Titus sighed, watching as the bee buzzed away from the azalea bloom and zoomed eastward. The sun was now dipping toward a dusty bank of clouds in the west. Relief from the afternoon heat was finally on the way. He mopped the back of his neck with a rag. Then, slowly and deliberately, he turned his head and gazed at his companion with the look of a stern father who is eminently disappointed in a good-for-nothing child.
Words immediately tumbled from Rufus’s mouth.
“They keep talking about all kinds of miracles in Jerusalem. You heard about those? Seems like those Jews are all being worked up into a frenzy. Religious zealots getting more and more popular. They said one guy was healing people all over the place. Talking about God’s kingdom and this and that. All kinds of secret talk. You know, overthrowing us. Surely they couldn’t? I mean—but those miracle rumors. Kind of makes me nervous thinking about us having to fight against some angry god. I’m not saying it’s real. But some of those stories make me nervous. If—”
“Rufus, will you just shut up?” Titus interjected. He had had enough. Time to vigorously reprimand this utter foolishness. “Anyone who is scared of Jewish hearsay is a nitwit and a coward, or both. The Jews can’t hold a candle to us. They’ve tried again and again. We humiliate them every time. They’re not a threat.
“But you know what it a threat?” He paused. His eyes narrowed. Clenching his jaw, he formulated the following words carefully, with disdainful precision.
“Weaklings,” he snarled, staring frostily at Rufus. “Weaklings in our own ranks.” His words were now a low, venomous whisper, a hiss. Slow and surgical. “Gullible weaklings like you. Worthless, fable-believing weaklings.”
Titus squinted his eyes. He then returned his gaze to the garden, knowing Rufus would not speak again today.
Rufus hung his head in shame. He was crestfallen. Titus relished it.
The tomb sighed. Somewhere, an owl called. A light, frustratingly warm breeze ruffled the sun-baked leaves of the garden plants.
* * *
Mercifully, night was falling. The sun had sunk below the hazy horizon. Finally, Titus thought. But tomorrow would be another scorcher. He imagined the sun rushing, out of sight, from below the western horizon to below the eastern horizon, cruelly preparing to bathe the land in bright heat once again.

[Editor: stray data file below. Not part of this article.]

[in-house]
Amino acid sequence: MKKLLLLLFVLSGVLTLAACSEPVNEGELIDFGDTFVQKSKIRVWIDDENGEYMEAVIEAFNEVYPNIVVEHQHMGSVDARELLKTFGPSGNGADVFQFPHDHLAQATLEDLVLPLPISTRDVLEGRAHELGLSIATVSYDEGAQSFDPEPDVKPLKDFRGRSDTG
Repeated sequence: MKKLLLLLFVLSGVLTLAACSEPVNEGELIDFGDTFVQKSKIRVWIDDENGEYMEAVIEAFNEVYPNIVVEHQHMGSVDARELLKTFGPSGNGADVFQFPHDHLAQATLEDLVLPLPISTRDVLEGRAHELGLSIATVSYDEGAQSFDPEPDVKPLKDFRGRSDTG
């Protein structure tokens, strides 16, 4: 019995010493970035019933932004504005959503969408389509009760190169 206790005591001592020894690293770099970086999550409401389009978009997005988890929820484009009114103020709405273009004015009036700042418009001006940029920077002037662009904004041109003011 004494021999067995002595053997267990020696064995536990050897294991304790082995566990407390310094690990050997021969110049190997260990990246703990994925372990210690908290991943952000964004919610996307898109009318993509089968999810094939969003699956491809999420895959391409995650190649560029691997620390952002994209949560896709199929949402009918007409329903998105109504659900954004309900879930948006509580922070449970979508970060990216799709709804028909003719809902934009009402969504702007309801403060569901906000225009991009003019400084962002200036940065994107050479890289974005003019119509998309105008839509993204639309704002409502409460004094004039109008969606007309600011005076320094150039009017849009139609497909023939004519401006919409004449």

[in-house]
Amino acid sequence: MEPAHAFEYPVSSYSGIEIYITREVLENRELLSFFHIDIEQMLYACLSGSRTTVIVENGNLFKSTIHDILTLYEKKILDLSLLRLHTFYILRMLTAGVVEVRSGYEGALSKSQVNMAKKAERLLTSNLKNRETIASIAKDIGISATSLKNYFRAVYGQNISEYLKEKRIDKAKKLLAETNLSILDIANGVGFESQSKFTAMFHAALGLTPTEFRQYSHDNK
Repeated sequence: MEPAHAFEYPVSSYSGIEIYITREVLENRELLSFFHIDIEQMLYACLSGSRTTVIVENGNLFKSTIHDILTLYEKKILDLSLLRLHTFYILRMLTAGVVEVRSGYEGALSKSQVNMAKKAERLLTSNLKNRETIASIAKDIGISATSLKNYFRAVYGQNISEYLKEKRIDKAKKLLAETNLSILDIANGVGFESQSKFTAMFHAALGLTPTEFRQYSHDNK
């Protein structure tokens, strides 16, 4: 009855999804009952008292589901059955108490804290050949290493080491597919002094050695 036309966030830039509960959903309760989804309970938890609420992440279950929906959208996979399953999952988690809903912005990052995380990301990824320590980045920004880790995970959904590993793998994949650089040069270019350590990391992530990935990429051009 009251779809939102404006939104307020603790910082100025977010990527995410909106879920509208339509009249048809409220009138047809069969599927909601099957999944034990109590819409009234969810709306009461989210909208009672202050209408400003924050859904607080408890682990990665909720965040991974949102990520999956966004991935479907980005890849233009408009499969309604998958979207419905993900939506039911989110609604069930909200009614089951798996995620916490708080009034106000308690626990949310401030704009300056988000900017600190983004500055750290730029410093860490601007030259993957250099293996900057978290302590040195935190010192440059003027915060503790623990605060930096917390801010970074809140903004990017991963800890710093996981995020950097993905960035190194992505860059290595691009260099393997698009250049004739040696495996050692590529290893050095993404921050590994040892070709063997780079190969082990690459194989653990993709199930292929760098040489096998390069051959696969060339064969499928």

The guards’ surroundings had grown dim as twilight stealthily engulfed them. The distant clamor from Jerusalem had eventually died down. Everything was now quiet, save for the occasional droning insect.
Twilight surrendered to a deep, enveloping darkness. Titus leaned his back against the cliff wall and closed his eyes.
The night passed in tense silence.
* * *
May 8, 33 A.D.
Rufus felt it first. He immediately bristled, biting his lip and resisting the urge to cry out in alarm. What in the name of the gods was that? he frantically thought. It had been a rumbling, a deeply unsettling vibration. Like the ground beneath him had shuddered. It had only lasted for four or five seconds, but that was enough to unnerve him. He stood erect in front of the tomb, spear in hand.
Titus, however, dozed on. Propped against the oblong stone, head leaning to the right, completely oblivious to what had just happened.
A couple minutes passed. Rufus felt uneasy, fidgety. He nervously lobbed a couple fragmented prayers to the gods.
Then, horrifyingly, it happened again. The ground rumbled like a hungry giant. Small pieces of rock and dirt tumbled from the limestone crag.
Rufus desperately braced himself, his eyes wildly sweeping around, trying to make sense of his dim surroundings.
Impossibly, Titus dozed on.
Then, abruptly, the quaking stopped.
Rufus broke out in a cold sweat. A debilitating panic swept over him. His mind raced and his breath quickened. Every trace of drowsiness had vanished. Never had he experienced anything like this. With dismay, he realized his excruciating predicament. Should he wake Ti? Tightening his grip on his spear, he inhaled deeply and glanced at the eastern sky. The sun was still at least 30 minutes below the horizon. What to do? He cursed under his breath, realizing that the next shift of guards was still a couple hours away. How could this be happening? He tried to calm himself, but to no avail—his heart pounded like a battering ram inside his chest.